The Times West Virginian

Bob Herzel

April 4, 2014

Mazey going back to his roots during road trip

MORGANTOWN — West Virginia University’s surging baseball team heads to Fort Worth, Texas, this weekend to play what is both an important and an emotional three-game series, important to the team in its quest to gain a place in the NCAA championships and emotional to its coach, Randy Mazey, for it brings him to the place he called home for the six years before being named WVU’s head coach in June 2012.

How much does Fort Worth mean to Mazey?

“That’s where my kids were born,” he said when asked to recount his favorite memories of his time there serving as TCU pitching coach. “That’s something we’ll remember the rest of our lives. If I could have named one of them Fort and the other Worth, that would have been perfect.”

Fortunately for him, his wife, Amanda Ross Mazey, who does a lot of Internet video work for WVU, had other ideas, and the children wound up being named Weston and Sierra, although there is a wonderful story of how they arrived at those names.

“When our kids were born, our rule was we each came up with a list and the other one got to veto two names off the top of the list,” Mazey recalled before leaving for Fort Worth. “I always wanted to name my son Willie, so he would be Willie Mazey.”

The connection with, perhaps, the greatest player of all-time, Willie Mays, could not be missed.

“That would have made a lot of sense,” Mazey said, “but that was the first one she vetoed.”

Good thing.

“As I look back on it, that would have been a lot of pressure to put on the little guy,” Mazey admitted.

It is a familiar scenario, for the same thing took place in the Hertzel household. Having gotten through naming No. 1 son Robert Thomson Hertzel after childhood hero Bobby Thomson, my wife drew the line on naming our daughter Wihelmina May so we could call her Willie after Willie Mays.

Amy Lynn certainly worked much better.

But enough of that aside. The point is that Fort Worth is a special place to visit for Mazey and his family.

Those in the community in Morgantown understand how popular this family must have been in Fort Worth, a much larger community than this.

They are an outgoing, friendly group who seem to be community minded. Mazey’s work with his baseball team last year when there was a tornado outbreak through Oklahoma between the end of the regular baseball season and the start of the Big 12 Tournament is a perfect example of how Mazey involves himself and his family — be it his wife and children or his baseball family — in doing the right thing.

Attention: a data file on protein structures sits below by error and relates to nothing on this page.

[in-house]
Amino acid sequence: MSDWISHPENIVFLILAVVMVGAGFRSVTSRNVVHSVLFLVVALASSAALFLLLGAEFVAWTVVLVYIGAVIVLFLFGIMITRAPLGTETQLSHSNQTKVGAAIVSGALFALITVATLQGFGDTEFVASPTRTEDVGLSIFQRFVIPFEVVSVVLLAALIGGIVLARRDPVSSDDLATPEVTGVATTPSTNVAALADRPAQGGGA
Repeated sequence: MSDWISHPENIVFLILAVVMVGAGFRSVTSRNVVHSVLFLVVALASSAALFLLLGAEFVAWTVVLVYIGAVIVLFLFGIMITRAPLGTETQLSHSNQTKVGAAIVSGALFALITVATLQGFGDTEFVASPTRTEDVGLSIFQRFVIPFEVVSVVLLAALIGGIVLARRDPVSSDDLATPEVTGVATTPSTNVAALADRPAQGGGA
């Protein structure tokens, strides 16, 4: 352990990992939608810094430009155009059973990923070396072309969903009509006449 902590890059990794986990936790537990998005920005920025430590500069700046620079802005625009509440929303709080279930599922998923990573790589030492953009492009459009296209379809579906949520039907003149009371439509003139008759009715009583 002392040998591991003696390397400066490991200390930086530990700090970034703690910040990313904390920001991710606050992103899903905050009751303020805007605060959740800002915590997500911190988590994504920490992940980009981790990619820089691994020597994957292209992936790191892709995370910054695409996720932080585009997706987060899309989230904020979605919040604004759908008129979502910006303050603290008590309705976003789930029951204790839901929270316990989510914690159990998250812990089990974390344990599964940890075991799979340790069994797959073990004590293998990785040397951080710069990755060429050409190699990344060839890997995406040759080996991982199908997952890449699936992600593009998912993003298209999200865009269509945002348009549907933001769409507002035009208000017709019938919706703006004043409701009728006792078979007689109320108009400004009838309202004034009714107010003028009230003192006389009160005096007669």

Certainly in Fort Worth they are looking as forward to his return as he is to returning ... if only the circumstances were different.

“It would be nice to go back without having to play games,” Mazey said. “Those guys in the other dugout are some of my best friends, and there are players there that I recruited and got so close to and got so close to my family.

“It’s great to see those guys, but to compete against them when there’s so much at stake, it’s just not fun.”

In professional sports it is not a rare thing. Players play a good part of their career in one city, then are traded or leave through free agency and find themselves facing someone who had been close to them for a long period of time wearing the other uniform.

Be it Barry Bonds coming back to Pittsburgh and playing against Jim Leyland, who had nursed him through his early years, or, say, a Jason Kendall leaving Pittsburgh and coming back the next year and facing a pitcher he’d been catching the previous season with the game on the line, a different set of emotions is at work.

“It’s fun to compete against your friends when you’re playing golf or something, but when there’s so much at stake, the team that wins the series will have such an advantage. ... I mean, it’s awful to shake hands with some of your best friends after a game, win or lose or draw,” Mazey said.

“But the nature of our business is you have to win games, so we’re going to go down there and try as hard as we can to win.”

As for the baseball, the series against TCU opens with a 7:30 game tonight, a 5 p.m. game Saturday, with Sunday’s finale at 2 p.m. Sunday’s game will be televised on Fox Sports Southwest, while all three games can be heard on the affiliates of the Mountaineer Sports Network from IMG College.

WVU has won four of its last five games to lift its record to 16-8, 2-0 in the Big 12, while TCU is 16-12 and 2-4 in conference. The opener matches star left-handers Harrison Musgrave of WVU, who is 3-1 with a 2.06 ERA, against the Horned Frogs’ Brandon Finnegan, who stands at 5-2 with a 1.42 ERA.

Follow Bob Hertzel on Twitter @bhertzel.

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Bob Herzel
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